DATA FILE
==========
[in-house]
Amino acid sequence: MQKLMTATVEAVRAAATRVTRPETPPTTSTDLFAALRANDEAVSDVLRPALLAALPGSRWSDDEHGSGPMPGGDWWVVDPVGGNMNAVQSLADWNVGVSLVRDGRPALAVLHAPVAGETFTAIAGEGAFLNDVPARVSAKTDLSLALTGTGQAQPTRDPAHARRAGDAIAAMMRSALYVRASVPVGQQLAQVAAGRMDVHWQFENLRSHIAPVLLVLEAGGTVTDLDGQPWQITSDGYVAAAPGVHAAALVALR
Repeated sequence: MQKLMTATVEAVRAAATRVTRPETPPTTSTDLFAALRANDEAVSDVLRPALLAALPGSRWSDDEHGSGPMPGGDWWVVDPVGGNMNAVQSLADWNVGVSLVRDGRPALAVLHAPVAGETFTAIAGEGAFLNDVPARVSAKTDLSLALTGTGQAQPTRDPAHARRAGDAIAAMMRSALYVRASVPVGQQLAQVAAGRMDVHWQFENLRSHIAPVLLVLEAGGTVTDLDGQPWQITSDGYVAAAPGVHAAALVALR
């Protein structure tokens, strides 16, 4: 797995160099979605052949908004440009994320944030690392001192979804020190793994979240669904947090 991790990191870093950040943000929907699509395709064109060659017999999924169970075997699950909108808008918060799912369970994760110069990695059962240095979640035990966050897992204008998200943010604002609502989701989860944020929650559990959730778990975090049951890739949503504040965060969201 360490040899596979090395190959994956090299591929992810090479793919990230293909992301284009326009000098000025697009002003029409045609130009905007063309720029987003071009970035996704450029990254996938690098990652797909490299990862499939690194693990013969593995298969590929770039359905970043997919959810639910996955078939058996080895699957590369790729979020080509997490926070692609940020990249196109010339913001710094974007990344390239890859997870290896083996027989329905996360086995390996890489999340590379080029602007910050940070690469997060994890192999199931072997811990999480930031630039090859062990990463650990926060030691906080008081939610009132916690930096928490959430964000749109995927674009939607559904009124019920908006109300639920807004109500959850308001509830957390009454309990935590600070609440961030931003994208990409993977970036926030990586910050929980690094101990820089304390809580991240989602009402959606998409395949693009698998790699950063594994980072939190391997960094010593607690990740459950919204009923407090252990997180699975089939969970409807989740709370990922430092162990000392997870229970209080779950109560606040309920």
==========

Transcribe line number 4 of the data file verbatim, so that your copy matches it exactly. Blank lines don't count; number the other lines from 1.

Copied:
């Protein structure tokens, strides 16, 4: 797995160099979605052949908004440009994320944030690392001192979804020190793994979240669904947090 991790990191870093950040943000929907699509395709064109060659017999999924169970075997699950909108808008918060799912369970994760110069990695059962240095979640035990966050897992204008998200943010604002609502989701989860944020929650559990959730778990975090049951890739949503504040965060969201 360490040899596979090395190959994956090299591929992810090479793919990230293909992301284009326009000098000025697009002003029409045609130009905007063309720029987003071009970035996704450029990254996938690098990652797909490299990862499939690194693990013969593995298969590929770039359905970043997919959810639910996955078939058996080895699957590369790729979020080509997490926070692609940020990249196109010339913001710094974007990344390239890859997870290896083996027989329905996360086995390996890489999340590379080029602007910050940070690469997060994890192999199931072997811990999480930031630039090859062990990463650990926060030691906080008081939610009132916690930096928490959430964000749109995927674009939607559904009124019920908006109300639920807004109500959850308001509830957390009454309990935590600070609440961030931003994208990409993977970036926030990586910050929980690094101990820089304390809580991240989602009402959606998409395949693009698998790699950063594994980072939190391997960094010593607690990740459950919204009923407090252990997180699975089939969970409807989740709370990922430092162990000392997870229970209080779950109560606040309920």